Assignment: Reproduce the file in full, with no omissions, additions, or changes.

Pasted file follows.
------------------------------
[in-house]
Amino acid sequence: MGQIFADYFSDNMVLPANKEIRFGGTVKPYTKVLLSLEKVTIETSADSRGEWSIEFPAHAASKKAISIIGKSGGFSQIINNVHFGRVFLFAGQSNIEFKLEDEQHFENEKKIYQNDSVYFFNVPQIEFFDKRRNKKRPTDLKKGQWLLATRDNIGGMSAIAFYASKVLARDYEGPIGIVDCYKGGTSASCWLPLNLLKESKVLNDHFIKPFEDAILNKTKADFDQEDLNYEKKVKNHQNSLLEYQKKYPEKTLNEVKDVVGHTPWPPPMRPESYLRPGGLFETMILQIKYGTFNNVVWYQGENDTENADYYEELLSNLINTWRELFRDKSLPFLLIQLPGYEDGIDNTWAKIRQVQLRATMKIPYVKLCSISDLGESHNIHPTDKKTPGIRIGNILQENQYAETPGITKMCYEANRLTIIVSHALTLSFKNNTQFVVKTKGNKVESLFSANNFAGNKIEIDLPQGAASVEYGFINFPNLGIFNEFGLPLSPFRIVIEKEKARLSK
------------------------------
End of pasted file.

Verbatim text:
[in-house]
Amino acid sequence: MGQIFADYFSDNMVLPANKEIRFGGTVKPYTKVLLSLEKVTIETSADSRGEWSIEFPAHAASKKAISIIGKSGGFSQIINNVHFGRVFLFAGQSNIEFKLEDEQHFENEKKIYQNDSVYFFNVPQIEFFDKRRNKKRPTDLKKGQWLLATRDNIGGMSAIAFYASKVLARDYEGPIGIVDCYKGGTSASCWLPLNLLKESKVLNDHFIKPFEDAILNKTKADFDQEDLNYEKKVKNHQNSLLEYQKKYPEKTLNEVKDVVGHTPWPPPMRPESYLRPGGLFETMILQIKYGTFNNVVWYQGENDTENADYYEELLSNLINTWRELFRDKSLPFLLIQLPGYEDGIDNTWAKIRQVQLRATMKIPYVKLCSISDLGESHNIHPTDKKTPGIRIGNILQENQYAETPGITKMCYEANRLTIIVSHALTLSFKNNTQFVVKTKGNKVESLFSANNFAGNKIEIDLPQGAASVEYGFINFPNLGIFNEFGLPLSPFRIVIEKEKARLSK